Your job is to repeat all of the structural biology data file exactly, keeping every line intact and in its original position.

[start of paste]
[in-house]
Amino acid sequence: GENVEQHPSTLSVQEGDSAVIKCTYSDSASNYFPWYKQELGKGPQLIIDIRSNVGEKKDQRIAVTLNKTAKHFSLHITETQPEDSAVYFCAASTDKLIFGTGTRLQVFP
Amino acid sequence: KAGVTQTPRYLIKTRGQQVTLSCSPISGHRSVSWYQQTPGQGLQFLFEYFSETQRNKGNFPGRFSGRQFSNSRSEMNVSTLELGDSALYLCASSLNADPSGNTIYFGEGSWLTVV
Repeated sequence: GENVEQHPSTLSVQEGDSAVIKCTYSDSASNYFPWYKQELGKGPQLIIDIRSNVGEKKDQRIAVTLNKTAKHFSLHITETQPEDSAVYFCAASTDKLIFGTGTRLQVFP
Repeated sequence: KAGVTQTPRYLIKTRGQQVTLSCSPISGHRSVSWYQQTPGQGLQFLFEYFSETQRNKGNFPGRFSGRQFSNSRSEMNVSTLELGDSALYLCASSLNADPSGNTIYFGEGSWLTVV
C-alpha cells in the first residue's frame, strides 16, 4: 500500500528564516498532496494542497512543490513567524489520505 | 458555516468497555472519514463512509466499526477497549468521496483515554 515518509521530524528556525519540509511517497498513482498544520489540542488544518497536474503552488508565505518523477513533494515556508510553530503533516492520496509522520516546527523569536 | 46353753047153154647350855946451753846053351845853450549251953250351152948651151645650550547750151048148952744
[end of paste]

[in-house]
Amino acid sequence: GENVEQHPSTLSVQEGDSAVIKCTYSDSASNYFPWYKQELGKGPQLIIDIRSNVGEKKDQRIAVTLNKTAKHFSLHITETQPEDSAVYFCAASTDKLIFGTGTRLQVFP
Amino acid sequence: KAGVTQTPRYLIKTRGQQVTLSCSPISGHRSVSWYQQTPGQGLQFLFEYFSETQRNKGNFPGRFSGRQFSNSRSEMNVSTLELGDSALYLCASSLNADPSGNTIYFGEGSWLTVV
Repeated sequence: GENVEQHPSTLSVQEGDSAVIKCTYSDSASNYFPWYKQELGKGPQLIIDIRSNVGEKKDQRIAVTLNKTAKHFSLHITETQPEDSAVYFCAASTDKLIFGTGTRLQVFP
Repeated sequence: KAGVTQTPRYLIKTRGQQVTLSCSPISGHRSVSWYQQTPGQGLQFLFEYFSETQRNKGNFPGRFSGRQFSNSRSEMNVSTLELGDSALYLCASSLNADPSGNTIYFGEGSWLTVV
C-alpha cells in the first residue's frame, strides 16, 4: 500500500528564516498532496494542497512543490513567524489520505 | 458555516468497555472519514463512509466499526477497549468521496483515554 515518509521530524528556525519540509511517497498513482498544520489540542488544518497536474503552488508565505518523477513533494515556508510553530503533516492520496509522520516546527523569536 | 46353753047153154647350855946451753846053351845853450549251953250351152948651151645650550547750151048148952744